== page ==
Even though he finds Berlin’s new buildings “unambitious,” Carson Chan remains deeply involved with the city’s architecture — in particular, “how architecture behaves versus how it looks.”
After receiving a masters in design studies from Harvard, Chan worked for Berlin architects Barkow Leibinger, and then in the Neue Nationalgalerie’s architecture department. In 2006, he and fellow Harvard graduate Fotini Lazaridou-Hatzigoga opened Program e.V., a nonprofit devoted to architecture.
Since then, Chan has been named curator for the 4th Marrakech Biennale in 2012. He also contributes to Berlin’s culturally charged magazine 032c, which lets him delve into his other passion — fashion. “I got interested in clothes in high school. There was this bizarre Masaki Matsushima jacket — I really wanted it, and my parents said, ‘Get a job.’ So I did,” he recalls. “I spent all my summer job money on it. It was the beginning of the end.”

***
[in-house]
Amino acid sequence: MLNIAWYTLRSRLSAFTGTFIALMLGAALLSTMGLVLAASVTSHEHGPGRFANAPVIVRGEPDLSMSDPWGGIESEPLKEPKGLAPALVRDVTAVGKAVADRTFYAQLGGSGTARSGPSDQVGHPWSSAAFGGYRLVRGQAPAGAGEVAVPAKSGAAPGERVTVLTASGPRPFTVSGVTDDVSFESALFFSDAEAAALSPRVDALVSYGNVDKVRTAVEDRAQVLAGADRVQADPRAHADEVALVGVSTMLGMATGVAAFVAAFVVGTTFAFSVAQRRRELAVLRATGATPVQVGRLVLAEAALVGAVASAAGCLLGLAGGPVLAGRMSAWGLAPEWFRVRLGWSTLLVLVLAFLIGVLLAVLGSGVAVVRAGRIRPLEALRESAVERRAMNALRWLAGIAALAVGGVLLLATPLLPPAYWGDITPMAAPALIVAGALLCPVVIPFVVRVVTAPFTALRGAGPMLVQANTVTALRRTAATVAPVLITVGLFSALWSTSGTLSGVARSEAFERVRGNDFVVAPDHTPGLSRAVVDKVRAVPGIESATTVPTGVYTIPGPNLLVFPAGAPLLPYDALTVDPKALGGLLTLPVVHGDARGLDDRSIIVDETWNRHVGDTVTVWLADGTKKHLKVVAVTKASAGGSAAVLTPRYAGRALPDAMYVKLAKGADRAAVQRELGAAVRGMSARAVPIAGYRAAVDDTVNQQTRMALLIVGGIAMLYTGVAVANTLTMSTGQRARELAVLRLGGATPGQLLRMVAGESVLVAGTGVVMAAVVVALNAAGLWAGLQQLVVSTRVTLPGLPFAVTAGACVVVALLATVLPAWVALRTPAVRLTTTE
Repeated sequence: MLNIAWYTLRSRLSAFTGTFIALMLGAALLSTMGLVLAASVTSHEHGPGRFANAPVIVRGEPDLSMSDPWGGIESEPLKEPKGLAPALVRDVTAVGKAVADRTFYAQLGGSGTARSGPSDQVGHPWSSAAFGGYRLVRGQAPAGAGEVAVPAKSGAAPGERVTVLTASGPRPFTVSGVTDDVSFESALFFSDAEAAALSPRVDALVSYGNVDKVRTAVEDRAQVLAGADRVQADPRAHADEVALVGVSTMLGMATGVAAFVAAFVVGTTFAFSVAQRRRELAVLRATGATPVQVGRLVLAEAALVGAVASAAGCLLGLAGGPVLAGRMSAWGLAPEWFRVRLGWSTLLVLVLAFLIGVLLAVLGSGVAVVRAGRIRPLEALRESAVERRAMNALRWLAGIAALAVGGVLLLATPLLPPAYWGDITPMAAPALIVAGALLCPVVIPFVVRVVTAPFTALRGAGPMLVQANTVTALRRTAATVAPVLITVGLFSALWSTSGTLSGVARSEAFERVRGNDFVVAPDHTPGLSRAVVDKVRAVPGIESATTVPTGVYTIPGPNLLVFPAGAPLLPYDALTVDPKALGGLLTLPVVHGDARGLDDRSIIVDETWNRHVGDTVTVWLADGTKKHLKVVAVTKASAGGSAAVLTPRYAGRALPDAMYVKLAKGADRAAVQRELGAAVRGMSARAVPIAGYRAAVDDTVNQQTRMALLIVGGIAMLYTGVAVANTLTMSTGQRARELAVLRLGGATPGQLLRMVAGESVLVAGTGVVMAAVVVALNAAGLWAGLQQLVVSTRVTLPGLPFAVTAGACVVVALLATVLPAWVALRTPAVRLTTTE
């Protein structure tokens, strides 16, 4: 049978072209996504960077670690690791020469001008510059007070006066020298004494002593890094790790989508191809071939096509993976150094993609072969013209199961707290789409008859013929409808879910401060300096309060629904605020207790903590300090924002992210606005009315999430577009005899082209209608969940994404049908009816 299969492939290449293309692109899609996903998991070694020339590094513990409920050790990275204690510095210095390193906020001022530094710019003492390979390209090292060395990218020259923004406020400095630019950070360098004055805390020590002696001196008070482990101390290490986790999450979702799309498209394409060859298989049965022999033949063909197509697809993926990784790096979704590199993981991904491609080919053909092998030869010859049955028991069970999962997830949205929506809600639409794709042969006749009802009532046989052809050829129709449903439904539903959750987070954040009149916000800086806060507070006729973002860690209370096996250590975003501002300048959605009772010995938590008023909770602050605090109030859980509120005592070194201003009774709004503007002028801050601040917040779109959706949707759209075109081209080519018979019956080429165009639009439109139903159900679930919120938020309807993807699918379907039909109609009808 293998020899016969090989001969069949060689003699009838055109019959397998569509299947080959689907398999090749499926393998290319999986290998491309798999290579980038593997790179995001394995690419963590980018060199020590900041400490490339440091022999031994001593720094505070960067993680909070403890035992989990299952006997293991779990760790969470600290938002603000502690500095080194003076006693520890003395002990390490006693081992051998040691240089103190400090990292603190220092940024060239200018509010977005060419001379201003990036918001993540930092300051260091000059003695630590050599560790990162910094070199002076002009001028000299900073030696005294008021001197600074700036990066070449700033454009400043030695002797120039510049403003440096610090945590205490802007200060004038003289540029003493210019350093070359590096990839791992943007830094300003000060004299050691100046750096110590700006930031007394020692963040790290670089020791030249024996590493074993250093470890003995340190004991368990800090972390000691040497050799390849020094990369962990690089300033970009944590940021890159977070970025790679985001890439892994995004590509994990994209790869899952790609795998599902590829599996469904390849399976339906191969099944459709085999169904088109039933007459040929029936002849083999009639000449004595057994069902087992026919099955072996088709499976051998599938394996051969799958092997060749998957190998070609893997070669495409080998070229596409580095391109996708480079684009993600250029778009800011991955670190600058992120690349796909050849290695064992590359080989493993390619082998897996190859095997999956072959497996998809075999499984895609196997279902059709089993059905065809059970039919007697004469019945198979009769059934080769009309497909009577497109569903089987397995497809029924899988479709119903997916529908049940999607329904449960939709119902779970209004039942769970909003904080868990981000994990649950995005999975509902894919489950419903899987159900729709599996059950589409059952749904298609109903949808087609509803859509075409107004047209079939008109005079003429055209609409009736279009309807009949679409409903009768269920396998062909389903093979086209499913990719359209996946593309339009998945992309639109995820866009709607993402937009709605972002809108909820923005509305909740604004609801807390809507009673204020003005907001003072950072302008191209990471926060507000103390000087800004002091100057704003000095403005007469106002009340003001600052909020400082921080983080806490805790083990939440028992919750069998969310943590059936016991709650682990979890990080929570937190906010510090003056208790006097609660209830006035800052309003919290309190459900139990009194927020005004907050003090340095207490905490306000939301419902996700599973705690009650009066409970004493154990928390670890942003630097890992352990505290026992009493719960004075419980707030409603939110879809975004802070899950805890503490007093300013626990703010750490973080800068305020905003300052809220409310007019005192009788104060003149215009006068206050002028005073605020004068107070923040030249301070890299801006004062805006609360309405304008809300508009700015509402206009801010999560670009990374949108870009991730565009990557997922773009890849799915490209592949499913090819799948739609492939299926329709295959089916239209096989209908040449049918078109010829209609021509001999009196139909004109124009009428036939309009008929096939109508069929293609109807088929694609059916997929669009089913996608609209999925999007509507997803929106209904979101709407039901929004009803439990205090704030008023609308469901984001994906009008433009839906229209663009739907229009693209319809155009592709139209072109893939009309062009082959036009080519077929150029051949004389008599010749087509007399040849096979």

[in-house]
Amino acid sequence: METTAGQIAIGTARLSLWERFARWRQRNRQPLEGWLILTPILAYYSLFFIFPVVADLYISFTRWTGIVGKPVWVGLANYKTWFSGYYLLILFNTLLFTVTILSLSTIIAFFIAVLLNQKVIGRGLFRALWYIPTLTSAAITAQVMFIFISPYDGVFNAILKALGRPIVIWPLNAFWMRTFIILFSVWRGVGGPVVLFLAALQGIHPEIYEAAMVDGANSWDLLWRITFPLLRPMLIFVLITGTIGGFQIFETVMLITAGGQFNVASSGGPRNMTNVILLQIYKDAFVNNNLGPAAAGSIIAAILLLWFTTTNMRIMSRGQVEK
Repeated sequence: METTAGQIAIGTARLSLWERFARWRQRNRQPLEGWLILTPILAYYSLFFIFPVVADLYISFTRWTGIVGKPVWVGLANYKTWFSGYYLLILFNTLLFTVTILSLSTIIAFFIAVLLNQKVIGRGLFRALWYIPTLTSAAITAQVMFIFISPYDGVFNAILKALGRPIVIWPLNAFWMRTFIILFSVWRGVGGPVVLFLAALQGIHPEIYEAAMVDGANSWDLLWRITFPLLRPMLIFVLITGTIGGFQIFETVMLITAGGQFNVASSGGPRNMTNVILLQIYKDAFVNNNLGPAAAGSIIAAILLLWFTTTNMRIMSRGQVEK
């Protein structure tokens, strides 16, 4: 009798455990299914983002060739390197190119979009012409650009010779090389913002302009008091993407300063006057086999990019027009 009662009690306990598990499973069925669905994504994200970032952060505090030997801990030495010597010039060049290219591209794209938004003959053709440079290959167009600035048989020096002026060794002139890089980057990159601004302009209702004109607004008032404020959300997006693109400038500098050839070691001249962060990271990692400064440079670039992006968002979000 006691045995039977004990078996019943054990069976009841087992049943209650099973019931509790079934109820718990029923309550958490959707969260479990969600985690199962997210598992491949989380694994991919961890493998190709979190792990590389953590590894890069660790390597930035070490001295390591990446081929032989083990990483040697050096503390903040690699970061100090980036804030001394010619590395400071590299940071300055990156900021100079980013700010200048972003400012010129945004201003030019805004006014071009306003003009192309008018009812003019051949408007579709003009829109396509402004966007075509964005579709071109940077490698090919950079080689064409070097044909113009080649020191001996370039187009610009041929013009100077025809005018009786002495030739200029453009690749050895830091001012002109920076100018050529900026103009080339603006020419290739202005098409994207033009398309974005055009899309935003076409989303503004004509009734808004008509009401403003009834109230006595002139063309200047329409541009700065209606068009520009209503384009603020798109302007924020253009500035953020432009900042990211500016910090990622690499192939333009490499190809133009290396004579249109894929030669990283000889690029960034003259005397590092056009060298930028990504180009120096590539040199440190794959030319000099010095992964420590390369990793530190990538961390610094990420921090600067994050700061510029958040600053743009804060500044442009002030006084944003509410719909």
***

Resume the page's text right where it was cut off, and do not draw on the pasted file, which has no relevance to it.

GO-TO SHOP: Darklands, Version 3.0. Owner Campbell McDougall won a loyal following at the now legendary Komakino store in his native Vancouver before he moved to Berlin three years ago. Like Komakino, which has had eight incarnations, Darklands is nomadic. The Heidestrasse store is Version 3.0, but the raw aesthetic remains constant, comple- menting an assortment of predominantly black attire and accessories by the likes of Carol Christian Poell, Rick Owens and Ann Demeulemeester. Chan’s favorites among the pieces he found at Darkland include a pair of edgy A1923 (Augusta) shoes.
FAVORITE BOITE: Bar 3. Everything’s black — black stools, black hanging lamps and black window seats round the curved 1920s windows. “It’s a room with a bar. That’s it,” Chan says. “And they don’t make cocktails.”
SECRET LONGING: Another degree. Chan plans to enter a PhD program after the Biennale in Marrakech. “I’ll apply and then see,” he says. “Hopefully I can start next fall.”
WHERE TO RELAX: Again, Bar 3. “At one point I was there four times a week.”